The 1960’s was the beginning of America’s sexual liberalization. With the onset of the “hippy” and free-love movement, the Victorian and Puritan notions of proper sexuality were finally being swept aside in a joyous rapture of personal freedom. One of the great powers of cinema is in the way in which it often helps to act as a mirror to the society that produces it. Think about all of the great Vietnam movies to come out of the 1960’s and 70’s. All of the great movies about the excesses of capitalism and greed in the 80’s. Well, the sexual liberation needed its own cinema verite as well. One such product was 1969’s John and Mary, a then controversial film about a one night stand, and probably the first main stream film to be about a one night stand.

The film tells the story of… wait for it… John (Dustin Hoffman) and Mary (Mia Farrow). They met one night at a bar and went home to “listen to records”, or as they both realized, to have sex. The film bounces back and forth between the night at the bar, the awkward next day, and some scenes from their past relationships. At the time, I’m sure this movie was down-right scandalous and relevant, but it was honestly boring and so, so, so dated in 2011. Dustin Hoffman is one of my favorite actors, and as always, he was great in this movie. This isn’t The Graduate or Midnight Cowboy caliber performance but he plays the part the way it needs to be played. I hate Mia Farrow though. She is neither physically attractive or a talented actress. I’ve never understood how she was both Roman Polanski and Woody Allen’s muse. She bothered me in this as much as she did in Rosemary’s Baby. Not to mention the fact that the ending was a complete cop-out. I thought, for a minute, that they were actually going to gamble on the darker and more scandalous ending, but they wrapped it up too neatly with Hollywood happiness and it cheapened the whole product. I only recommend this film to hard-core Dustin Hoffman fans.

Final Score: C+

Two of my favorite directors of all time are Stanley Kubrick and David Lynch. Pound for pound, I don’t think there are two more artistic and stylistic directors out there. They ram more symbols and activity into one frame of a movie than most directors have in their entire oeuvre of films. When I watched Fellini’s earlier film La Strada, I got the impression that he was a director in a similar vein to those two artists, but I never expected I would watch one of his films that I would put int he same league as classics like A Clockwork Orange or Mulholland Drive. I was wrong. I just finished Fellini Satyricon, and though (much like when I first watched the two films I mentioned earlier) I feel the need to watch this film four or five more times to know completely and grasp the fully the film I just watched, I also knew when the final credits rolled that I had watched a brilliant masterpiece.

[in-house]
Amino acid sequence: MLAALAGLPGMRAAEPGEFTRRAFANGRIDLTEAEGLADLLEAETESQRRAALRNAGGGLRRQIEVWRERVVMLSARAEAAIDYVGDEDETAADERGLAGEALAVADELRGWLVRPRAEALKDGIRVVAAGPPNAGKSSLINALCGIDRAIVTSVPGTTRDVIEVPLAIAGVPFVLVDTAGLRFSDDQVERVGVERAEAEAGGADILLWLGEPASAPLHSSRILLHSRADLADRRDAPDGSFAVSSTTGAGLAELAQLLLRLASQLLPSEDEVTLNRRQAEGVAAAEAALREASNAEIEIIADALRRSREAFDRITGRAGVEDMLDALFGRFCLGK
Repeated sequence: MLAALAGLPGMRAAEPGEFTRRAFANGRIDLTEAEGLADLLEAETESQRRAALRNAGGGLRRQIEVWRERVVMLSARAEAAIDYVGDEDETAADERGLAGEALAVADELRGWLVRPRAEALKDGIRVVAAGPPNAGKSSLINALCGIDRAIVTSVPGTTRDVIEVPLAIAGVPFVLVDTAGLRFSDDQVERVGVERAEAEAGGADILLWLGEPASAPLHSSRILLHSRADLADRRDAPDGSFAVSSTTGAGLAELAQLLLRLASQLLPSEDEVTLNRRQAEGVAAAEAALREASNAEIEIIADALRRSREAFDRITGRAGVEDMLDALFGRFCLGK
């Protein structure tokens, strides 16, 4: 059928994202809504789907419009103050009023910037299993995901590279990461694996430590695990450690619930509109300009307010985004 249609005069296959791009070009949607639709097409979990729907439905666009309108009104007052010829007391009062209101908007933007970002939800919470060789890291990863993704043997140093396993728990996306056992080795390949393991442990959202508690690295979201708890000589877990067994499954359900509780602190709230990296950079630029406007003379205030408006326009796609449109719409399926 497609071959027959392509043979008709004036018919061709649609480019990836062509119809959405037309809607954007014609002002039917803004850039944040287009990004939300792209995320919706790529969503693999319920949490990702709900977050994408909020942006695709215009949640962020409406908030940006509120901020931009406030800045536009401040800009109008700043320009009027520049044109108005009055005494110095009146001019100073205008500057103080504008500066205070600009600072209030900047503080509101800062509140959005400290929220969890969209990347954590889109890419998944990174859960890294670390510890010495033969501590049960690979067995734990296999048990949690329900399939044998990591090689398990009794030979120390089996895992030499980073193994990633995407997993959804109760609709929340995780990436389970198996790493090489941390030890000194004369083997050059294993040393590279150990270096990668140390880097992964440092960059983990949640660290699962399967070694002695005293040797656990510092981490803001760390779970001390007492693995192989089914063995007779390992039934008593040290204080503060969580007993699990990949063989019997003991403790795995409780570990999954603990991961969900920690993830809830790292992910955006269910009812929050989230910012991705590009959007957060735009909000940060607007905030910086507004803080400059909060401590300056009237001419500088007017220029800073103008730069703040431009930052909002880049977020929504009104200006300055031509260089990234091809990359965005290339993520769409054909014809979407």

Fellini Satyricon tells the story of Encolpio, a young Roman (in ancient Rome) and his many, many trials and tribulations. Encolpio’s former best friend is Ascilto, though they are no longer friends because of Ascilto stole Encolpio’s (for lack of a better word) sex slave Gitone, a young, very handsome boy. Encolpio and Ascilto (like most Romans) are openly bisexual and pederasts. I would be lying if I didn’t say upfront that this is one of the most homo-erotic films that I have ever seen. The film continues through escalating troubles as Encolpio is captured and enslaved, kills a demigod, fights a mintoaur in a labyrinth, and must find a cure for his impotence.

As gripping and interesting as the plot gets through its many different episodes (which are often as epic as one of Homer’s poems), the real strength of the film rests in Fellini’s direction and his sense of visual style. There are the times when one’s senses are almost unable to grasp everything that is happening on screen quickly enough to register them the way they must be experienced. Fellini does not let your brain rest. Nearly every scene is filled in both the fore- and background with so much activity and little detail that you find yourself paying attention to pretty much every aspect of the film. It was one of the most visually inventive films I’ve ever watched, and it managed to accomplish in the 1960’s without the aid of computers. Fellini just composed his film like a masterful painting and simply let reality do the talking.

One of my favorite aspects of the film is the way in which Fellini composes the movie much as if it were a stage play and being the master of surrealism, combines the two mediums seamlessly. The film’s opening scene could have been Shakespeare had not been about two gay ancient Romans. From the expository nature of the dialogue literally explaining what the characters were doing on screen at the second to the grand poetry of the lines themselves, it seemed as suited for the stage as well as the silver screen. There are times later in the film a well where stories within stories occur and Fellini manages to combine “reality” with “fiction” in marvelous and original ways.

The only reason I can’t recommend this film to everyone is for the same reason that I can’t recommend A Clockwork Orange or Eraserhead to everyone. It takes a certain intellectual capacity to be able to pay attention for the length of this film in the way it deserves and to constantly be processing all of the sensory information that Fellini throws at you. However, if you think you are up for the challenge of this film and you have a history of being able to handle films by artists like Lynch or Kubrick, then you simply have to watch this movie. It’s one of the best movies that I have seen in a good, long while.

Final Score: A+